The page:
What can wearable devices tell us about health outcomes?
Jaroslaw Harezlak, Ph.D., Indiana University
3:30 p.m., December 7, 2023 | 138 DeBartolo Hall
Wearable devices have become very popular for both medical research and personal use. However, quantification of physical activity in a free-living environment is still a challenging task. I will summarize our work utilizing data collected from tri-axial wrist-worn accelerometers quantifying sedentary, upright, and ambulatory behavior. Several algorithms extracting features of physical activity and their association with health outcomes will be presented. I will also present preliminary results from a study of head impact exposure in NCAA football players.
Jaroslaw Harezlak is a professor in the Department of Epidemiology and Biostatistics at the Indiana University School of Public Health-Bloomington. After graduating from Harvard University and two years of post-doctoral training at the Harvard School of Public Health, he joined Indiana University where he has been since 2007. He has held visiting appointments at Johns Hopkins University and the University of Sydney, Australia. Currently, he also serves as an adjunct professor at the University of Wroclaw, Poland. He is a Fellow of the American Statistical Association.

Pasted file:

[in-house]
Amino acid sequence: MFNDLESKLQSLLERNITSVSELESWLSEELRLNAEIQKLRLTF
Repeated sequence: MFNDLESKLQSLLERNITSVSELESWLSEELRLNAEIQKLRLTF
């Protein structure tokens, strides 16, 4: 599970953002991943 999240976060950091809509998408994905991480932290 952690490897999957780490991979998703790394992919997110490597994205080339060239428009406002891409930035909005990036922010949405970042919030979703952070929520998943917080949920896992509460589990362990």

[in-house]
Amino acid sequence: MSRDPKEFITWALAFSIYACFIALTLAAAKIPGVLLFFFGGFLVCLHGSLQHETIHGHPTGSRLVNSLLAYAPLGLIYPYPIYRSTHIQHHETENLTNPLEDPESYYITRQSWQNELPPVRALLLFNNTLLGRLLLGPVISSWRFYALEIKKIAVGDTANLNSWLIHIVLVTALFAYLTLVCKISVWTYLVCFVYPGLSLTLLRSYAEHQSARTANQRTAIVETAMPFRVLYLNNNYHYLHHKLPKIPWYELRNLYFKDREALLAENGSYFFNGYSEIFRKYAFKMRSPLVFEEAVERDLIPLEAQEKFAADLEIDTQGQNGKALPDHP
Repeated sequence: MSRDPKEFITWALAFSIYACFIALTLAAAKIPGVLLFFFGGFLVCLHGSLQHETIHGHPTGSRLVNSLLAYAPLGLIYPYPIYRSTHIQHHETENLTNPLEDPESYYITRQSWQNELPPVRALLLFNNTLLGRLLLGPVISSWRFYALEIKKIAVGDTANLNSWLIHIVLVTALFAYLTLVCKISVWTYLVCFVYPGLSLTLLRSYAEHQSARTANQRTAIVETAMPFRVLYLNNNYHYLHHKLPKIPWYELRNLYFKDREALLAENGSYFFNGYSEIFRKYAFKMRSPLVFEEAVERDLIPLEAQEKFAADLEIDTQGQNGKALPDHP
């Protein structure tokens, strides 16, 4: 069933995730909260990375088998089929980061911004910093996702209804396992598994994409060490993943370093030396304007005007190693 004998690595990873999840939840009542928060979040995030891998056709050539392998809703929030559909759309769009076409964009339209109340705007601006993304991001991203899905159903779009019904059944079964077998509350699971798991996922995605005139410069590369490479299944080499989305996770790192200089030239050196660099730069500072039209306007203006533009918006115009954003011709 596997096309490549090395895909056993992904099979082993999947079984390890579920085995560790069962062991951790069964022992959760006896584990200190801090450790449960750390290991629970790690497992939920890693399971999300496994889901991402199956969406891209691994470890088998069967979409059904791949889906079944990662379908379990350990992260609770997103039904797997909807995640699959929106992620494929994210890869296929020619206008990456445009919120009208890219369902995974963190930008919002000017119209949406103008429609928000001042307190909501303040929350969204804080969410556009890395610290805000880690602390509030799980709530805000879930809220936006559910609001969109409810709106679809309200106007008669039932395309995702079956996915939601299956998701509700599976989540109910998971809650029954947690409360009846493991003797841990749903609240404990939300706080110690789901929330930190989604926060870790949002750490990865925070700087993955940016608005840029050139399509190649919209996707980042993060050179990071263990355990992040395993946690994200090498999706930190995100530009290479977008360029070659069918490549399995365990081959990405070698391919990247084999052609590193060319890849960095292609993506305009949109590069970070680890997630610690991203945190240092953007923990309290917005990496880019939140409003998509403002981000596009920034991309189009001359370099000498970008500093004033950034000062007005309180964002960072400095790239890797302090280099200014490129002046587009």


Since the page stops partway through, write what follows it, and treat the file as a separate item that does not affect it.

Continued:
Professor Harezlak’s interests span a number of medical areas including brain imaging, mild traumatic brain injury, neurodegenerative diseases and physical activity as well as statistical areas including regularization methods, semiparametric regression, and functional data analysis.
He has co-authored over 140 scientific journal articles and is an author of the book “Semiparametric Regression with R” with co-authors David Ruppert and Matt Wand. He serves as an associate editor for the journals “Statistics in Biosciences”, “Biostatistics and Epidemiology” and “Sensors”.